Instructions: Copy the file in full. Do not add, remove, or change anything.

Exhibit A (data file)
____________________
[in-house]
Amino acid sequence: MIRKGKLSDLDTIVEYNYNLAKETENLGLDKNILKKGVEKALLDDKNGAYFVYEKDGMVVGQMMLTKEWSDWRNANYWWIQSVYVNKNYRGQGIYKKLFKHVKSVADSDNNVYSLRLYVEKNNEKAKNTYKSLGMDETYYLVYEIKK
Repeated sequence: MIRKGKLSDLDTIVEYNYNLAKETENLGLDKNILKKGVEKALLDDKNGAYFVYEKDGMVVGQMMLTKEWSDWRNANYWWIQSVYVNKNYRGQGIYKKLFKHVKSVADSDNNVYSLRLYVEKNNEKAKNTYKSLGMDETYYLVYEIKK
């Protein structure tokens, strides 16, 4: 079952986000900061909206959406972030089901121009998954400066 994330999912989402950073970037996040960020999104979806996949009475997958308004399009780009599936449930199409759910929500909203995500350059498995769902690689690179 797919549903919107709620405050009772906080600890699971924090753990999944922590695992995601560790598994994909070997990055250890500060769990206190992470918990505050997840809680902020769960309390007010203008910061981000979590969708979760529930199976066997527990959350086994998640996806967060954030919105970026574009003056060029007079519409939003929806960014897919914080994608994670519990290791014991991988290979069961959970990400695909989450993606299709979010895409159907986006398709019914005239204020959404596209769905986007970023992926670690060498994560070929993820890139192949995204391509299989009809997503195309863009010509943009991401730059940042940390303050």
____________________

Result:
[in-house]
Amino acid sequence: MIRKGKLSDLDTIVEYNYNLAKETENLGLDKNILKKGVEKALLDDKNGAYFVYEKDGMVVGQMMLTKEWSDWRNANYWWIQSVYVNKNYRGQGIYKKLFKHVKSVADSDNNVYSLRLYVEKNNEKAKNTYKSLGMDETYYLVYEIKK
Repeated sequence: MIRKGKLSDLDTIVEYNYNLAKETENLGLDKNILKKGVEKALLDDKNGAYFVYEKDGMVVGQMMLTKEWSDWRNANYWWIQSVYVNKNYRGQGIYKKLFKHVKSVADSDNNVYSLRLYVEKNNEKAKNTYKSLGMDETYYLVYEIKK
């Protein structure tokens, strides 16, 4: 079952986000900061909206959406972030089901121009998954400066 994330999912989402950073970037996040960020999104979806996949009475997958308004399009780009599936449930199409759910929500909203995500350059498995769902690689690179 797919549903919107709620405050009772906080600890699971924090753990999944922590695992995601560790598994994909070997990055250890500060769990206190992470918990505050997840809680902020769960309390007010203008910061981000979590969708979760529930199976066997527990959350086994998640996806967060954030919105970026574009003056060029007079519409939003929806960014897919914080994608994670519990290791014991991988290979069961959970990400695909989450993606299709979010895409159907986006398709019914005239204020959404596209769905986007970023992926670690060498994560070929993820890139192949995204391509299989009809997503195309863009010509943009991401730059940042940390303050």